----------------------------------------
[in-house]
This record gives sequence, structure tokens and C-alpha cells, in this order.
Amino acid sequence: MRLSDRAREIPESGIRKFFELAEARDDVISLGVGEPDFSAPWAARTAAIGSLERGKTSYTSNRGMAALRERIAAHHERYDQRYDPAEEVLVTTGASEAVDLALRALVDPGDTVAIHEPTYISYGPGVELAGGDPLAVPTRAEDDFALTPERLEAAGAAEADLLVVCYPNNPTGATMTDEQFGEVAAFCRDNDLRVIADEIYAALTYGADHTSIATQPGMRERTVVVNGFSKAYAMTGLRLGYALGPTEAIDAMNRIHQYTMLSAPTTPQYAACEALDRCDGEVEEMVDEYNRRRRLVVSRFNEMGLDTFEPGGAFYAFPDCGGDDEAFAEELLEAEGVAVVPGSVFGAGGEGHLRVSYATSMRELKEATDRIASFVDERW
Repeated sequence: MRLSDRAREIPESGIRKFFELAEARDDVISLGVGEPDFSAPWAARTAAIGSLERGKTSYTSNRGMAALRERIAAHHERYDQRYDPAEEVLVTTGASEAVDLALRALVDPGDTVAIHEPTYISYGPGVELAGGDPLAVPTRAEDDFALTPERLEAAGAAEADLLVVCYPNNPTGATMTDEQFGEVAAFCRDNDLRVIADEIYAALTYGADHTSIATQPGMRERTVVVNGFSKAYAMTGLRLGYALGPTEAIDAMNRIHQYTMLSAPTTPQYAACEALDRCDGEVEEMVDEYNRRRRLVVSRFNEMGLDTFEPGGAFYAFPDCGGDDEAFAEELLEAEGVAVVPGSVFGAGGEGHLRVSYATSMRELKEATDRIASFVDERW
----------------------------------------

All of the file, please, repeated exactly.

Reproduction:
[in-house]
This record gives sequence, structure tokens and C-alpha cells, in this order.
Amino acid sequence: MRLSDRAREIPESGIRKFFELAEARDDVISLGVGEPDFSAPWAARTAAIGSLERGKTSYTSNRGMAALRERIAAHHERYDQRYDPAEEVLVTTGASEAVDLALRALVDPGDTVAIHEPTYISYGPGVELAGGDPLAVPTRAEDDFALTPERLEAAGAAEADLLVVCYPNNPTGATMTDEQFGEVAAFCRDNDLRVIADEIYAALTYGADHTSIATQPGMRERTVVVNGFSKAYAMTGLRLGYALGPTEAIDAMNRIHQYTMLSAPTTPQYAACEALDRCDGEVEEMVDEYNRRRRLVVSRFNEMGLDTFEPGGAFYAFPDCGGDDEAFAEELLEAEGVAVVPGSVFGAGGEGHLRVSYATSMRELKEATDRIASFVDERW
Repeated sequence: MRLSDRAREIPESGIRKFFELAEARDDVISLGVGEPDFSAPWAARTAAIGSLERGKTSYTSNRGMAALRERIAAHHERYDQRYDPAEEVLVTTGASEAVDLALRALVDPGDTVAIHEPTYISYGPGVELAGGDPLAVPTRAEDDFALTPERLEAAGAAEADLLVVCYPNNPTGATMTDEQFGEVAAFCRDNDLRVIADEIYAALTYGADHTSIATQPGMRERTVVVNGFSKAYAMTGLRLGYALGPTEAIDAMNRIHQYTMLSAPTTPQYAACEALDRCDGEVEEMVDEYNRRRRLVVSRFNEMGLDTFEPGGAFYAFPDCGGDDEAFAEELLEAEGVAVVPGSVFGAGGEGHLRVSYATSMRELKEATDRIASFVDERW